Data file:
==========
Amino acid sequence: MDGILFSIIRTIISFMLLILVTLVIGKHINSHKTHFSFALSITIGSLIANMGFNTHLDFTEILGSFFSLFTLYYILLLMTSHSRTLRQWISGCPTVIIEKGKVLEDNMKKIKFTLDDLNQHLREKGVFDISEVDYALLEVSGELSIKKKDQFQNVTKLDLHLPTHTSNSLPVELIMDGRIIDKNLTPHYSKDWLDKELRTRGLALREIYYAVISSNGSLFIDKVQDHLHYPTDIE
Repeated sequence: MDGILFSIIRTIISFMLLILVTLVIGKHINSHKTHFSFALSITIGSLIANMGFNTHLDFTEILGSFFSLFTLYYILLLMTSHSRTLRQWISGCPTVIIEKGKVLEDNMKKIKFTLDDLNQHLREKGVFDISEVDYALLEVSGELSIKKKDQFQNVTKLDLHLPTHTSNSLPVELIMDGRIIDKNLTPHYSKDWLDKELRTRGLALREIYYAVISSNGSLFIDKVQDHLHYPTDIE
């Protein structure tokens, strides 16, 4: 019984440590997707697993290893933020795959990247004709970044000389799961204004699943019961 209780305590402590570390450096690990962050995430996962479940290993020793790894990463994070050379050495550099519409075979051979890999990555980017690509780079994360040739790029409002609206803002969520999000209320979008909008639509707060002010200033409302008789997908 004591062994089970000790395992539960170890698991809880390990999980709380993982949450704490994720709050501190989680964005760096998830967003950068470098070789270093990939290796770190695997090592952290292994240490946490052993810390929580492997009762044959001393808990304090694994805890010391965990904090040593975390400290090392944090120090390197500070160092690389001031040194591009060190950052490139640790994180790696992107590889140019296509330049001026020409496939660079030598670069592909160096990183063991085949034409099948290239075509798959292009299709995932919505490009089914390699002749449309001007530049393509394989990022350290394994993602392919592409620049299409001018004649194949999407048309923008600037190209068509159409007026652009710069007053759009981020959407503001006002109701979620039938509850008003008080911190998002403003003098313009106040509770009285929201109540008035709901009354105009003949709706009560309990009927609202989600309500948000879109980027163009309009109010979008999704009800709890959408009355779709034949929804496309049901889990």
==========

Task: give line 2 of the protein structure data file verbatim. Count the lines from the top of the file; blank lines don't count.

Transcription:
Repeated sequence: MDGILFSIIRTIISFMLLILVTLVIGKHINSHKTHFSFALSITIGSLIANMGFNTHLDFTEILGSFFSLFTLYYILLLMTSHSRTLRQWISGCPTVIIEKGKVLEDNMKKIKFTLDDLNQHLREKGVFDISEVDYALLEVSGELSIKKKDQFQNVTKLDLHLPTHTSNSLPVELIMDGRIIDKNLTPHYSKDWLDKELRTRGLALREIYYAVISSNGSLFIDKVQDHLHYPTDIE